Tuesday, 14 January 2014

Fore deck, bulkheads and compression post

Merry Christmas and a Happy New Year to all who stop in from time to time to check up on the boat.  Due to work over Christmas I didn't get a lot of boat time, but I have managed a few hours here and there.

With the three coats of internal epoxy done and the hull roughly trimmed it was time to start the fit out.  I started by fitting the curved laminated beams and king planks for the foredeck.

After cutting and dry positioning each beam I positioned the stringers and marked for the cut outs including the king planks.  The two stringers closest to the centreline run each side of the forward hatch that I built before I even started the boat.  Feels like a decade ago.

After cutting out for the king planks (full depth) I got carried away and cut out notches full depth for all the stringers.  They were supposed to be half lapped, thought it was going too well.....

Prior to epoxying in the laminated beam at frame 4 I had a few things to finalise, namely the bulkheads and compression post.

Below shows the before shot, ply in place is the aft end of the galley, the two pieces in front are notched ready for attachment.

And in place:

Next were the king planks and stringers, below shows the second of the 10mm thick hardwood layer of the king planks being epoxied into place.  All the laminated beams are epoxied to the frames at this stage as are the inside two stringers.

I was on the woodenboat forum looking at a Welsford Pathfinder build (Hi Rik!) and was inspired by the painted interior of storage areas.  Rushed straight out to the shed, got the paint brush and put down two coats of undercoat and two coats of exterior house paint under the cockpit.  Looks good!

Below shows the PVC tubes I epoxied into a rebate on the bottom of the hardwood cross piece in frame 10 to act as a drain.  Should let any water in there get down to frame 9 where a bilge pump will be located.

Then it was back to work, epoxying in the final two stringers, and preparing the compression post.  Below is the post, 75mm x 45mm kwila.  You may recognise it as an off cut of the hardwood keel pieces which was later pressed into use as a prop during the roll over.  It has now retired to a permanent position of pride in the boat after some surgery with the electric plane.  Notched at the top, you'll see why next.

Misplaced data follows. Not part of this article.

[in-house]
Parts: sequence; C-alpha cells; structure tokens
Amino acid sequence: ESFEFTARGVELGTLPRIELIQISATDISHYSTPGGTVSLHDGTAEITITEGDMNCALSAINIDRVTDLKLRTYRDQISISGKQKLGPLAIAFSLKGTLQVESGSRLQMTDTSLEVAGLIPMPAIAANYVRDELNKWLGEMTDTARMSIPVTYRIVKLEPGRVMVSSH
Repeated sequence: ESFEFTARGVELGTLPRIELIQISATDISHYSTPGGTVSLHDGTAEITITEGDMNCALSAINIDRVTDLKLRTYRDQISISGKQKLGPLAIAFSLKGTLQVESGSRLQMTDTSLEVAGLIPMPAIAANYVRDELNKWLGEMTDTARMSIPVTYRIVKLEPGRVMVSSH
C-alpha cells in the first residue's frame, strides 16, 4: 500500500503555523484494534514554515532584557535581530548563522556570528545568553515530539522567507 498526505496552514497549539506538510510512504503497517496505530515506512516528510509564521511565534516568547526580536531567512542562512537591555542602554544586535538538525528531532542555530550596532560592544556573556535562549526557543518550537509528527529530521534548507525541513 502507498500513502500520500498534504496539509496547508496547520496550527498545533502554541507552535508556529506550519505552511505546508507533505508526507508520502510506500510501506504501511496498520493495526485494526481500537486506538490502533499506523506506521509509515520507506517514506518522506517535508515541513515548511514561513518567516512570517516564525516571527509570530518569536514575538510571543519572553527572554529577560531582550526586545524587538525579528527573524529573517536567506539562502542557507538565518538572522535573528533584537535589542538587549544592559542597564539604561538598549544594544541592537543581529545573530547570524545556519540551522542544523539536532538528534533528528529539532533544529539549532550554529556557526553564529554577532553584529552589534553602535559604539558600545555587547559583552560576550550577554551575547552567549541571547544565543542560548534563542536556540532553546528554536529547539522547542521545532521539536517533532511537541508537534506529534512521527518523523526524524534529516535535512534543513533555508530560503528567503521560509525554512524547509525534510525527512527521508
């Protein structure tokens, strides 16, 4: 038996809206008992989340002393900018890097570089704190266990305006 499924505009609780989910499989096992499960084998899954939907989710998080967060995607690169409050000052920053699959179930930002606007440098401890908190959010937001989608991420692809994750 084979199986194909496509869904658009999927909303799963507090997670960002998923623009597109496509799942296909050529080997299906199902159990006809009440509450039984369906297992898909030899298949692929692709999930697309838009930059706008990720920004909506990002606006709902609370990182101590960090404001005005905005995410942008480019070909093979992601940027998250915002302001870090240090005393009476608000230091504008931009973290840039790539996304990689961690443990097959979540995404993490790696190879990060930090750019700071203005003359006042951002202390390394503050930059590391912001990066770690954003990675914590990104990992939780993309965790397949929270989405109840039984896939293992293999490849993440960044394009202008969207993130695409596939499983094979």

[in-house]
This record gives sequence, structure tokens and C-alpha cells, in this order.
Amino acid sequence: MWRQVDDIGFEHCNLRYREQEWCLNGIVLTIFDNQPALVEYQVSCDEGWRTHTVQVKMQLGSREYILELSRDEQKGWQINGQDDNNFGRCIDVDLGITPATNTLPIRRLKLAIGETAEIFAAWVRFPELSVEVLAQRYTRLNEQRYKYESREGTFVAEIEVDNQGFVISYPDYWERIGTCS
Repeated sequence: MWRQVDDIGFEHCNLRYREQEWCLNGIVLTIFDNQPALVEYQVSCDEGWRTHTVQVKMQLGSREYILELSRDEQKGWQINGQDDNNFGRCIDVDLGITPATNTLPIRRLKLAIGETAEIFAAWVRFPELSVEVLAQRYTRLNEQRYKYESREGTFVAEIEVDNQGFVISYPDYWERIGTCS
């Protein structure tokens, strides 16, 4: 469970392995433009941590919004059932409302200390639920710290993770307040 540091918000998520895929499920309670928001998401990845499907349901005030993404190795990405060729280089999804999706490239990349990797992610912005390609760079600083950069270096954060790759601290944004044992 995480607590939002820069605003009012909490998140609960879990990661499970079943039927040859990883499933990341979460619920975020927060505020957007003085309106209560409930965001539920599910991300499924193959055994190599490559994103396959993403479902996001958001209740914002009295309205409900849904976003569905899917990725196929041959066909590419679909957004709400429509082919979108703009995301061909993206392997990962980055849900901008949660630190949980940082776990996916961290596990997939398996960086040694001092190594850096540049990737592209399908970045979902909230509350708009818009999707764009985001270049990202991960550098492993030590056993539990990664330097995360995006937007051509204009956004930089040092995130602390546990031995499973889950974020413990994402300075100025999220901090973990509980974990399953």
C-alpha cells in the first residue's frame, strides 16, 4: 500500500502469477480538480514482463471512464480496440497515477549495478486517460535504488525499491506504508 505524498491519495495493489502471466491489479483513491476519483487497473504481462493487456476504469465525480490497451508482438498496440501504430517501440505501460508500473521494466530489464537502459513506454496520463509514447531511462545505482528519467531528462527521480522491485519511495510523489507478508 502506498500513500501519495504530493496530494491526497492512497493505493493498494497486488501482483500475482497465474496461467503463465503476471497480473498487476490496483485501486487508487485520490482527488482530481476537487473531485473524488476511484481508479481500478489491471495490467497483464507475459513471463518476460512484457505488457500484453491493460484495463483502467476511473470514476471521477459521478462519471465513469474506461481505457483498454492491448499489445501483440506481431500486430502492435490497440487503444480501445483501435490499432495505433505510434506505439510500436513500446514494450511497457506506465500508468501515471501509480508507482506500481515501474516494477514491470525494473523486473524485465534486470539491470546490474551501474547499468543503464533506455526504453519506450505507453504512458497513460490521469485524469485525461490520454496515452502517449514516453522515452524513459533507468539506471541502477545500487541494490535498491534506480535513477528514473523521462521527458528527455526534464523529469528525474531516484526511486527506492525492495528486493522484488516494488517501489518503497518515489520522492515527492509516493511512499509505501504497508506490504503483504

The location before, the notch is so the post supports both the laminated beam, and also the king plank.  On top of here goes the mast tabernacle so strength is important.

Hammered into place with epoxy onto the king plank, beam, bulkhead and floor.

Close up looking inside of the galley:

And the forward side of the bulkhead, 25mm stainless steel screws on 50mm centres:

After that I needed to position the carlings (I think they are called), wood that support the deck on each side of the cabin and also the cabin sides.  To do this I figured it was necessary to make the front of the galley (as you look at it) and the aft of the cabin.  I am not curving the side decks to follow the hull, but going straight from rear to front.

Below shows the aft end of the galley, 25mm softwood doublers on aft side of 12mm ply with notches in place for carlings and cabin sides.  I have now cut a piece out of the bottom ply to a nice curve as it was 100mm too high.

And the aft end of the cabin, also in 12mm ply so quite strong.  Looking from inside looking to the cockpit, note the laminated roof beam and carlings sitting on each side:

And from the cockpit looking forward:

The bits of wood just in front of the cabin are supports for the bridge deck:

And close up showing notching into laminated beams:

I am going to have to bite the bullet and organise an engine etc, otherwise I will not be able to start closing in the cockpit and cabin.  I'll continue fitting out the forward berths, bookcases and storage first, and maybe laminate the forward deck instead...........


  1. Hi Mal,
    Looking good as usual.

  2. Tasty. Very tasty.

    Chris in Monterey, Ca

    1. I'll try and get another post up in a week or so, inside is much slower!

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